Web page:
16 Days of Activism: GBV survivors unite to end the violence

Research shows that more than five women or girls are killed every hour by a family member. Picture: Pexels/Pixabay

Research shows that more than five women or girls are killed every hour by a family member. Picture: Pexels/Pixabay

Published Dec 5, 2023


This year’s ‘16 Days of Activism’ campaign theme is ‘Unite’, encouraging people worldwide to speak out and reject all forms of violence, particularly gender-based violence (GBV) against women and children.

Research shows that more than five women or girls are killed every hour by a family member, and one in three women has experienced violence at least once in their lifetime.

It is crucial that we put an end to this. It’s time to unite, take a stand, support victims of GBV, and encourage perpetrators to seek help and rehabilitation.

“As the world focuses on the UN Women-led, ‘16 Days of Activism for No Violence against Women and Children’ campaign, organisations like Partners in Sexual Health (PSH) are making a positive impact in the lives of South African women,” said Patsy De Lora, founder and CEO of Partners in Sexual Health.

Without PSH and other similar NGOs, many more women and children, especially in smaller, impoverished communities, would not have the courage to seek help and support to leave abusive situations.

PSH, funded in part by the Social Employment Fund (SEF) through the Presidential Employment Stimulus and operating under the umbrella of Common Good, is working tirelessly to address this issue.

“Violence against women and children is a pandemic that transcends cultures and socio-economic statuses.

“Therefore, we urge citizens to become activists in their communities and work towards ending all forms of violence against women and children,” said De Lora.

One 25-year-old survivor, who used the pseudonym Sandra, shared her story of enduring years of physical abuse by someone close to her. Her courage to move on serves as an inspiration for others facing similar situations.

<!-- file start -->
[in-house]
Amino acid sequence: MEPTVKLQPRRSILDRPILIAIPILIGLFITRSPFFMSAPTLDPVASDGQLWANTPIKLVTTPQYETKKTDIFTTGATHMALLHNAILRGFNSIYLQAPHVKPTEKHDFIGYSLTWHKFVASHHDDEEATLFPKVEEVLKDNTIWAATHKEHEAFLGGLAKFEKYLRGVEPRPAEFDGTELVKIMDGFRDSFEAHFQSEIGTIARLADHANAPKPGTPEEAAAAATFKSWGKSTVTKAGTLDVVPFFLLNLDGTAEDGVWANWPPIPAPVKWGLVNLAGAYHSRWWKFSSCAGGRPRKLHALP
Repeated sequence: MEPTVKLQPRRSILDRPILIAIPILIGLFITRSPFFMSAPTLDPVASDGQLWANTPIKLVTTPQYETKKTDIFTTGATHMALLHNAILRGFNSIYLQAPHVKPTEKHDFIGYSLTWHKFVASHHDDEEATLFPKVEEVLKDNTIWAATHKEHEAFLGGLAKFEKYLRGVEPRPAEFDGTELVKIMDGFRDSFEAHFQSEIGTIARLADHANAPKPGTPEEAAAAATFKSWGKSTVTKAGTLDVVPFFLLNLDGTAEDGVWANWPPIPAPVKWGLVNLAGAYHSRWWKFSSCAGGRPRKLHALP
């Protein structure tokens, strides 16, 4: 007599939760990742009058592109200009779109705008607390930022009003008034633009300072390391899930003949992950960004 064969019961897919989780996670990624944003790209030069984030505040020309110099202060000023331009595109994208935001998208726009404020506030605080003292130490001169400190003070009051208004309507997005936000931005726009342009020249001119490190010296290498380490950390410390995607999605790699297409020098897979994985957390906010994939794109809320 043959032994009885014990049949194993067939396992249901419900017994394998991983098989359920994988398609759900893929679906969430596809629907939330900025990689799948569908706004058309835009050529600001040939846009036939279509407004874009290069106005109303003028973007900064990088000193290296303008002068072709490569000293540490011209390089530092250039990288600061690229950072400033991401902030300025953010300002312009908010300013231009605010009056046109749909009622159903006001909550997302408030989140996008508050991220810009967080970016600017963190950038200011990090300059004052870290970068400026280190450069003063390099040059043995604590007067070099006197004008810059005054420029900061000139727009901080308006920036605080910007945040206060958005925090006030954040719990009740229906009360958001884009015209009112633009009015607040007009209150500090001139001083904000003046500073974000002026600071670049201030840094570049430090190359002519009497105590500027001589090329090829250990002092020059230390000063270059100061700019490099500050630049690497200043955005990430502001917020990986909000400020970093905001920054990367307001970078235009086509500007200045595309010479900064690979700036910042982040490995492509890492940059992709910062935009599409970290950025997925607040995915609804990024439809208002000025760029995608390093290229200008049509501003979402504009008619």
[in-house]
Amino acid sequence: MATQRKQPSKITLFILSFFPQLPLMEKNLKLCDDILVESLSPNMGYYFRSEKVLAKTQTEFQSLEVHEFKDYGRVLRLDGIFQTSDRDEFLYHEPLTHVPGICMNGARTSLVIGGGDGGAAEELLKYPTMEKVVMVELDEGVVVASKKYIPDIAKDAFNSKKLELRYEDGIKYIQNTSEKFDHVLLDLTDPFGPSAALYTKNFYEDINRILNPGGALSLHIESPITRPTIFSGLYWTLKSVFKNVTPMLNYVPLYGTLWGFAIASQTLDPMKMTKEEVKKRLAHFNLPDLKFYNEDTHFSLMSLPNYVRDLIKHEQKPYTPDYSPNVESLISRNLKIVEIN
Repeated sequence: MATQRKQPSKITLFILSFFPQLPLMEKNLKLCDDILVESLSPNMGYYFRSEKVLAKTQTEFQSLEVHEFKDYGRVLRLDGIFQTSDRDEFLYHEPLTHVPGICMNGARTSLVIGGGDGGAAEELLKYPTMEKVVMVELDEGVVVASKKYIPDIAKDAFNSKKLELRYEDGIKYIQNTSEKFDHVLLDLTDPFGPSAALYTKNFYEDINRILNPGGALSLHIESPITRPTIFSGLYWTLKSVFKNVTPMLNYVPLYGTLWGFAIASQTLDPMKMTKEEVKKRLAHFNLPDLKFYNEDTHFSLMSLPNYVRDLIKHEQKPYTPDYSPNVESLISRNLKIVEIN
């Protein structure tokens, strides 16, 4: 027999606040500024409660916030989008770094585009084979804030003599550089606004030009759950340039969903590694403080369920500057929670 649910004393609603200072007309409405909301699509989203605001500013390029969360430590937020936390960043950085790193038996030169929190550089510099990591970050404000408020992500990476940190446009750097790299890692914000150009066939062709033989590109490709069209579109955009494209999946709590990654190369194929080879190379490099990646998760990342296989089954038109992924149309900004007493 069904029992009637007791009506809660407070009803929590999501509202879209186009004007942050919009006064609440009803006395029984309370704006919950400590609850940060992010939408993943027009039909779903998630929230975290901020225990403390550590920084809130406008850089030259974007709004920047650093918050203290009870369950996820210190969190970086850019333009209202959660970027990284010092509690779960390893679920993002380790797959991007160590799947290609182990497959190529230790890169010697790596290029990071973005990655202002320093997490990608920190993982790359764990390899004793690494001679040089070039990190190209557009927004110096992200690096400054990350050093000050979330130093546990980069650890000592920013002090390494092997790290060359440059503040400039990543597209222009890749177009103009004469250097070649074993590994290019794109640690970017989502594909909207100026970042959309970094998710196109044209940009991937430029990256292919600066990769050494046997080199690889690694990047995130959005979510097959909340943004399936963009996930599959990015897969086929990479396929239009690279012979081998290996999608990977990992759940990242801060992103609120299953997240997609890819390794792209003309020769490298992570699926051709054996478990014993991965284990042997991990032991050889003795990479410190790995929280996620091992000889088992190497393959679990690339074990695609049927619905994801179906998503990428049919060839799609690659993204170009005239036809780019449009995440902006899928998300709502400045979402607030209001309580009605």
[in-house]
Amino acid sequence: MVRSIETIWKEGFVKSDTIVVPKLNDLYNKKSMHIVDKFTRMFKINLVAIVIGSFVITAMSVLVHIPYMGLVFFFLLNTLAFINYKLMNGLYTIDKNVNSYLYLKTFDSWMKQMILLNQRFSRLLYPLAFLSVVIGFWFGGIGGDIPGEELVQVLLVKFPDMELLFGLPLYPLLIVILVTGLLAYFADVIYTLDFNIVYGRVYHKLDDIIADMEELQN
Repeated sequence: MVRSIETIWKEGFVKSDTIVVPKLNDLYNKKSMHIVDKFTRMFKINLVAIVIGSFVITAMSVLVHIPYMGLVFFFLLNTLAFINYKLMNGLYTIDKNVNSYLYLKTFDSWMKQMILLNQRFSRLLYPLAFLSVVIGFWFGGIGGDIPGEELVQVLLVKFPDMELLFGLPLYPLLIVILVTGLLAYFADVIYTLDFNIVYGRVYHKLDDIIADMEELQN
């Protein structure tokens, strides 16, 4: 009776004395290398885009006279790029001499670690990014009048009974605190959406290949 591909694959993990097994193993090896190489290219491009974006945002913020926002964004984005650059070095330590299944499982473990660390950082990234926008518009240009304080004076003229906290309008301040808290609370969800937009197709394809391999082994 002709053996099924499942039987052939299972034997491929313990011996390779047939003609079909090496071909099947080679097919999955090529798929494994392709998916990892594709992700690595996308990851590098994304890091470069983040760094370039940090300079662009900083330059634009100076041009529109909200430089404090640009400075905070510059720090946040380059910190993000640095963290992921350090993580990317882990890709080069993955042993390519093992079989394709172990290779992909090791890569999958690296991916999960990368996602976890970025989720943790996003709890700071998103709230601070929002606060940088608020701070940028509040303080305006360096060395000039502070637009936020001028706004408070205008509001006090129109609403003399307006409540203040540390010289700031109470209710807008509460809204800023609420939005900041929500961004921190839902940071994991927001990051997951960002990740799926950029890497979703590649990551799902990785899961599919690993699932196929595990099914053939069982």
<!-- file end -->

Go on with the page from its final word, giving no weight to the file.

“It was a very difficult and painful experience, but I eventually realised that I deserved better,” said Sandra.

“I found the strength to speak up and share my story by seeking professional help from Partners in Sexual Health (PSH).

“As I shared my story, I realised that I was not alone and took comfort in that. I discovered that people like PSH’s team cared and were willing to assist me. After attending a session with them, I decided to take action and report the abuse to the authorities, seeking legal protection and justice.”

With the support of all the professionals involved, Sandra attended therapy sessions to address the emotional scars and learned valuable coping mechanisms.

“I connected with support groups to share my experience and gained strength from others who had gone through similar situations,” she explained.

“Over time, I began to rebuild my life. I found new interests and hobbies that brought me joy. And as weeks turned into months, the pain of the past slowly started to fade. I realised that I am not defined by my past but through my resilience and courage.”

According to Sandra, her experience serves as a testament to the transformative power of seeking help and finding support from organisations like PSH.

Another survivor from Murraysburg, Maryke, not her real name to protect her identity, endured an abusive relationship for over three years.

Her partner subjected her to regular beatings in the presence of their child and another child from his previous relationship.

She also experienced non-consensual sexual encounters with her partner, leading her to open criminal cases against him only to withdraw them due to emotional and physical abuse, a common experience among many abused women.

In addition to the physical violence, Maryke was frequently expelled from her home at night and later discovered that her partner was sexually abusing their child.

She shared: “A chance encounter with a PSH Health Promoter at the shops changed my life. PSH was inviting everyone affected by crime and gender-based violence to engage with them in our town.”

Attending the Victim Empowerment Programme became a turning point for Maryke.

“During the session, it finally dawned on me that I was a victim of gender-based violence and abuse and that this was a safe space where I could seek help.

“After the programme, I discussed my situation with PSH’s Social Auxiliary Worker, initiating my journey of healing,’ she recalled. PSH referred me to the Department of Social Development, the appropriate channel to intervene and seek help for the child he was abusing, to start my journey of healing.”

With the support and encouragement she received, Maryke found the strength to pursue legal action against her abuser and obtain a protection order.

“I gained the strength to leave the house, secure employment, and achieve financial independence. I cannot express enough gratitude to PSH for helping me reclaim my life. I still rely on them for support and to have someone to talk to when needed.”

Both Sandra and Maryke are considered the “lucky ones”. They were fortunate enough to break the cycle of abuse thanks to the intervention, guidance and assistance of PSH.

Sadly, far too many women continue to live in fear and face abuse – emotionally and physically – daily.